This past week has been one where my personal experience has intersected with greater national political and socioeconomic environment around me. Like most people, a lot of what happens in the world I view from afar. Threw the lenses of media and citizen journalists we get to experience a point of view set out by those who report and the medium they share those experience. When the opportunity to share in something out of our norms presents itself it can enlighten our perception.
My sister-n-law, who was born in Vietnam and came to the states as a child, became a citizen of the United States of America this past week. The ceremony at the ballroom at the Minneapolis convention center was a happy and joyous occasion for the over one thousand people from 93 countries who had chosen this country as their home. Everyone of them had chosen to go threw the process of answering citizenship questions like how many members of congress are there, the background checks, and the nearly thousand dollars it cost. And not one could not hide the pride on their face.
The ceremony itself was moving. The Judge that perceived had the same glow of pride and honor has he encourage photography to capture this moment. As he read the countries represented in the room the applicants stood up. I heard the names of countries I hear in the news so often; Egypt, Greece, Spain, Chili, Indonesia… I also hear the countries that make up my mutt like European heritage; Norway, Germany, Sweden, Ireland… Then there are those countries where deadly conflict still continues; Sudan, Syria, Somalia, Afghanistan… All of these people come here. All came to America. Not only did they come here but they have decided to become a part of a country whose founding was upon the backs of those who did the same.
I couldn’t help but be moved as they took an oath to our country that asks more than any oath I have taken to it. As everyone rose to recite the pledge of allegiance, it was us Americans that were fooled by the repeat-after-me format. In this moment I realized that the gifts of just being born a citizen of these United States have given me. That the free speech I firmly believe in and think is not protected enough here is on a different level than many of the 93 countries represented. That the more perfect union is still a work in progress and these people think ours is closer to that perfect union than most.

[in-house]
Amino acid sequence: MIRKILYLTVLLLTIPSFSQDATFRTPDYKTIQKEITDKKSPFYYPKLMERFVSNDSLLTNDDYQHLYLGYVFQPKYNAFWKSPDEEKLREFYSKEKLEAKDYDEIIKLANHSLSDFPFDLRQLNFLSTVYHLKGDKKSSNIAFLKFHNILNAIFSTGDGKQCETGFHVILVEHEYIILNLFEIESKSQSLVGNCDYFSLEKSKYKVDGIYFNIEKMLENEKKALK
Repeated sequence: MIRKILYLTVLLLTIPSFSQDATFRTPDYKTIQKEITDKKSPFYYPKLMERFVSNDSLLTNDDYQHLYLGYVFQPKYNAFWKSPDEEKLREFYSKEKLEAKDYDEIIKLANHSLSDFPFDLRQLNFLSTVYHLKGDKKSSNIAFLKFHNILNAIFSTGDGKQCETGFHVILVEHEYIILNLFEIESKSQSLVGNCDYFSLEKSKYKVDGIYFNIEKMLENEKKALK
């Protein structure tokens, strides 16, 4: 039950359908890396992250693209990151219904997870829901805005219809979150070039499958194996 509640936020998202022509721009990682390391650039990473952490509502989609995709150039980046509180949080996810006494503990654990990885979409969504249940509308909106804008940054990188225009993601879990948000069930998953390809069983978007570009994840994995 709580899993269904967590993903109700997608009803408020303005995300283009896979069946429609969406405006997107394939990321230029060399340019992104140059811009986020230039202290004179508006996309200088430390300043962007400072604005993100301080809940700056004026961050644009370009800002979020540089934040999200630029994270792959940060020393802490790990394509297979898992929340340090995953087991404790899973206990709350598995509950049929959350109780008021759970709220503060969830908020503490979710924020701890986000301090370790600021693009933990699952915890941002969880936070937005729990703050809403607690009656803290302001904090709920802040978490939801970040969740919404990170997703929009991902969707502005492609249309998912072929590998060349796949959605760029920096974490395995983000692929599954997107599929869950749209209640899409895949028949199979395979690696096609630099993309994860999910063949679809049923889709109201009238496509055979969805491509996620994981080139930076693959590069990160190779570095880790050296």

I also think of many of my great-grandparents who came to this country for a lot of the same reasons. To escape persecution. To make a new start. For opportunities not offered in their homeland. While the names of the countries being left my not be the same, my forefathers have more in common with them than I do. They want to have the same gifts I had growing up here not for them but for their children and great-grandchildren.
What seem a bit cheesy to me when it started was the song that played at the end of the ceremony. As Lee Greenwood began to sing “God Bless the USA” I rolled my eyes. But at the end of the first verse these new citizens began to wave the little hand held flags as we heard “‘Cause the flag still stands for freedom and they can’t take that away.” By the end of the song I was holding my grandma close and singing “I’d gladly stand up next to you.” as one man in the front row pulled out a big flag and waved it jumping up with pure enthusiasm. For him and everyone present it held true that “There ain’t no doubt I love this land.”
The problems in our world have effect many of these non-citizens more harshly than I will ever know or experience. What I do know is that these people from 93 countries came here and stood up for this country. We came here from 94 countries and left standing for 1.